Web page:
Congenital clubfoot is often a RESULT or companion of other defects and syndromes. Thus, if a foot defect is detected in the examination, it is the doctor’s duty to examine the child carefully and take more precise measurements of the relevant parameters. Of course, they are not always reliable. If it turns out that clubfoot is the result of something more serious, e.g. Down’s syndrome, it is advisable to do some additional tests, e.g. PAPP test, NIFTY test, karyotype or amniocentesis. A detailed family history is also the basis for a good diagnosis of any defects. Some of these tests are invasive and carry a risk of miscarriage – be aware of this. In most cases, the defect is idiopathic, which means that the cause is unknown. In this case, performing additional tests is not necessary and even debatable.
Some doctors believe that having an amniocentesis gives a partial answer confirming that the defect exists. However, when viewed realistically through the research, it does not contribute much when it comes to idiopathic clubfoot. An amniocentesis is an invasive test in which you take a sample of the amniotic fluid and test it. It is justified when there is a risk of other defects, because non-invasive prenatal examinations (e.g. the ultrasound scan between 11 and 14 weeks of pregnancy did not show the nasal bone of the child or the nuchal translucency index was very high) indicated the possibility of the occurrence of birth defects. The risk associated with amniocentesis is miscarriage, but – here is a paradox- the risk is also the formation of clubfoot with neurological background, when as a result od collecting the sample, the anterior peroneal nerve of the child was paralyzed (the test needle stuck in the front part of the shin), resulting in paralysis and deformity of the foot.
A karyotype is the complete set of chromosomes found in every cell in the body that has a nucleus. Each such cell (with the exception of reproductive cells) contains a set of 46 paired chromosomes. The karyotype test is performed on the basis of the patient’s blood sample, and its evaluation is made during the cytogenetic test. The sample is tested by analyzing genetic material from one of the lymphocyte (white blood cell) populations, but it can also be performed by analyzing cells derived from amniotic fluid (obtained through amniocentesis) or from tumor cells. Regardless of the type of material obtained from the patient, cells are grown in vitro. During the test, not only the number of chromosomes is assessed, but also their location and shape. Karyotype testing is not routine. For the examination by the mother, specific indications are necessary:
- previous experience of miscarriage (including recurrent miscarriages);
- the occurrence of miscarriages among close relatives of parents;
- previous deliveries of a stillbirth;
- already having a child with genetic defects related to chromosomal disorders.
There are indications for the examination of the fetus:
- abnormal results of non-invasive prenatal tests;
- the age of the mother over 35;
- diagnosis of chromosomal disorders in the child’s parents;
- the presence of genetic defects (related to chromosomal disorders) in the previous pregnancies of a given couple.
MAGNETIC RESONANCE IMAGING
The defect can be diagnosed more accurately by performing MRI or magnetic resonance imaging. It is not indispensable due to the strong radiation which is not insignificant for the mother and child and is not well understood. Performing magnetic resonance imaging as a routine examination, while no other abnormalities have been found in ultrasound, is highly debatable mainly because of its yet unknown effects on the fetus and the mother .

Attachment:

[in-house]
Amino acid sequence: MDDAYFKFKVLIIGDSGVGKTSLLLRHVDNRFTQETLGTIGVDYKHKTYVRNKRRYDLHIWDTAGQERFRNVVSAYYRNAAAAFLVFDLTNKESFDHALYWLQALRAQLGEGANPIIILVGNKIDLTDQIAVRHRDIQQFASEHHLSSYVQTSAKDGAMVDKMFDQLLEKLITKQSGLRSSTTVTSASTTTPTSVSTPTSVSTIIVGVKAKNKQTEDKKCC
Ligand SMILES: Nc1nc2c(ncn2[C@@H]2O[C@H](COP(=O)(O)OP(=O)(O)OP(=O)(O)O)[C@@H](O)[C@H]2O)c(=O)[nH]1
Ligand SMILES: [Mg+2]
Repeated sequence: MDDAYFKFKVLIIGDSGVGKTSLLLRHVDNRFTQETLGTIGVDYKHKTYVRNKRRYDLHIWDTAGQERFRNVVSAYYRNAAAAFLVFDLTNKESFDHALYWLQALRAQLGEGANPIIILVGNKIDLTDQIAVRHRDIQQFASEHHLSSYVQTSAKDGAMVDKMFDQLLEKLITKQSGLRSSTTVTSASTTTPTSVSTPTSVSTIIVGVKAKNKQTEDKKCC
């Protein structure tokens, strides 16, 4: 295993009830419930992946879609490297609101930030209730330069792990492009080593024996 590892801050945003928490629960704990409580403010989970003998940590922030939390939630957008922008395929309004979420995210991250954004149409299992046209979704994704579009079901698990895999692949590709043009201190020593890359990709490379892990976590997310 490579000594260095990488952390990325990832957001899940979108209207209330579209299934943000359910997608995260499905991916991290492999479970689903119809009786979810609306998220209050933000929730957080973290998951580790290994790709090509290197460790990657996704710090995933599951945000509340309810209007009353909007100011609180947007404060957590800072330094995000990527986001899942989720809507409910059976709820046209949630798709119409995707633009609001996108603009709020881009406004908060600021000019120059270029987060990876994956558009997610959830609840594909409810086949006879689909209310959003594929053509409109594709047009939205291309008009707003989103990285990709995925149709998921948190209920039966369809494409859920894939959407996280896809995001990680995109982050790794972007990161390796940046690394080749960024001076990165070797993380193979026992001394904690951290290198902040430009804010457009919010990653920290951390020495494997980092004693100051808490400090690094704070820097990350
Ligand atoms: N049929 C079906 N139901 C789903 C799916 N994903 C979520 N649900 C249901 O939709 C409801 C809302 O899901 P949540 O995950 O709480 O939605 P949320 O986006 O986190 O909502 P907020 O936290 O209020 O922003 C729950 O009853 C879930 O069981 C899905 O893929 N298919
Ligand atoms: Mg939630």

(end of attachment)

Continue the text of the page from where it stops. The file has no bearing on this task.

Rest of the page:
There are discussions between clinicians about the necessity of performing MRI, amniocentesis and karyotyping during the diagnosis of idiopathic clubfoot.
Some of them believe that, for example, the karyotype test is necessary, due to the possibility of finding other damaged genes that indicate a possible combination of the defect with other, more advanced defects.
Some of them believe that studying the karyotype is not of great importance, as in most cases there are changes in individual genes anyway. Some studies say that the performance of this test in mothers and children who had the defect did not provide important information for diagnosis.
Prenatal diagnosis of clubfoot is helpful in postnatal treatment planning but should be as accurate as possible: misdiagnosis can cause excessive stress to parents and can lead to unnecessary invasive testing. Conversely, well-performed diagnosis can ease parental anxiety, rule out invasive testing, and help parents understand the defect and prepare for better treatment. The ability to properly advise patients requires a physician to carefully diagnose both the deformity of the foot itself and any other related abnormalities.
IF YOU ALREADY KNOW THAT YOUR CHILD CAN HAVE CONGENTIAL CLUBFOOT, SET THE DIRECTION OF YOUR ACTION.
GET THE KNOWLEDGE YOU NEED: BEGINNING WHAT THE DEFECT IS, THROUGH ITS TREATMENT, UP TO INFORMATION ABOUT POTENTIAL DIFFICULTIES RESULTING FROM THE SPECIFICITY OF THIS DEFECT.
YOU CAN ALSO CONTACT A DOCTOR WHO HAS EXPERIENCE IN DIAGNOSING AND TREATING THIS DISEASE.
ESTABLISH A TREATMENT STRAGEGY WITH THEM, SO THAT AFTER BABY IS BORN,
YOU CAN MAKE THE MOST OF THE TIME TO BE WITH YOUR CHILD AND JOY THAT HE IS ALREADY NEARBY.
RESEARCHES & STUDIES:
1. How does the USS works?
2. Bar-On E., Mashiach R. et al.: “Prenatal ultrasound diagnosis of club foot: outcome and recommendations for counselling and follow-up.”
3. Faldini C., Fenga D. et al.: “Prenatal Diagnosis of Clubfoot: A Review of Current Available Methodology.”
4. Glotzbecker M.P et al.: “Prenatally diagnosed clubfeet: comparing ultrasonographic severity with objective clinical outcomes.”
5. Mahan S.T., Yazdy M.M. et al.: “Prenatal screening for clubfoot: what factors predict prenatal detection?”
6. Radler C., Herzenberg J. E. et al.: “Maternal attitudes towards prenatal diagnosis of idiopathic clubfoot.”
7. Nemec U., Nemec S.F. et al.: “Clubfeet and associated abnormalities on fetal magnetic resonance imaging.”
PHOTOS & GRAPHICS:
1. USS probes
3. Doctor experience
4. Medical photo created by rawpixel.com – www.freepik.com
5. Support group for parents
6. Other: own and thanks to people of good will